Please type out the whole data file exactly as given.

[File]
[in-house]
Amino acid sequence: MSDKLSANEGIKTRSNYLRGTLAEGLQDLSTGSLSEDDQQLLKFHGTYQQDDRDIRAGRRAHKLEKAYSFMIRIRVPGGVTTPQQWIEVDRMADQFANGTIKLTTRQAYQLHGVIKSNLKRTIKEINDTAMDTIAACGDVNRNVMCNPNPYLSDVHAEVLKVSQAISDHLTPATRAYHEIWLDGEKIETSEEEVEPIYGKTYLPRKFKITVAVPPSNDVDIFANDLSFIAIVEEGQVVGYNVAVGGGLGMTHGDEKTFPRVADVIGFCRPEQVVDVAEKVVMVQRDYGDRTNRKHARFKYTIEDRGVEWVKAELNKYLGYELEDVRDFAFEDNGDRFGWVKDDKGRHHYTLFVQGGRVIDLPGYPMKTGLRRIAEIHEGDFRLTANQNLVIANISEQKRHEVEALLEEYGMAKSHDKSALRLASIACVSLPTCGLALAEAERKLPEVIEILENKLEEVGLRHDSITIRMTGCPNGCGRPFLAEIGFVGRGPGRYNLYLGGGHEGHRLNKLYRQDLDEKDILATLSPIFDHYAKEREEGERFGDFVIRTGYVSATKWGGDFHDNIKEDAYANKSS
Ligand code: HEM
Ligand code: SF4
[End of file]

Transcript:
[in-house]
Amino acid sequence: MSDKLSANEGIKTRSNYLRGTLAEGLQDLSTGSLSEDDQQLLKFHGTYQQDDRDIRAGRRAHKLEKAYSFMIRIRVPGGVTTPQQWIEVDRMADQFANGTIKLTTRQAYQLHGVIKSNLKRTIKEINDTAMDTIAACGDVNRNVMCNPNPYLSDVHAEVLKVSQAISDHLTPATRAYHEIWLDGEKIETSEEEVEPIYGKTYLPRKFKITVAVPPSNDVDIFANDLSFIAIVEEGQVVGYNVAVGGGLGMTHGDEKTFPRVADVIGFCRPEQVVDVAEKVVMVQRDYGDRTNRKHARFKYTIEDRGVEWVKAELNKYLGYELEDVRDFAFEDNGDRFGWVKDDKGRHHYTLFVQGGRVIDLPGYPMKTGLRRIAEIHEGDFRLTANQNLVIANISEQKRHEVEALLEEYGMAKSHDKSALRLASIACVSLPTCGLALAEAERKLPEVIEILENKLEEVGLRHDSITIRMTGCPNGCGRPFLAEIGFVGRGPGRYNLYLGGGHEGHRLNKLYRQDLDEKDILATLSPIFDHYAKEREEGERFGDFVIRTGYVSATKWGGDFHDNIKEDAYANKSS
Ligand code: HEM
Ligand code: SF4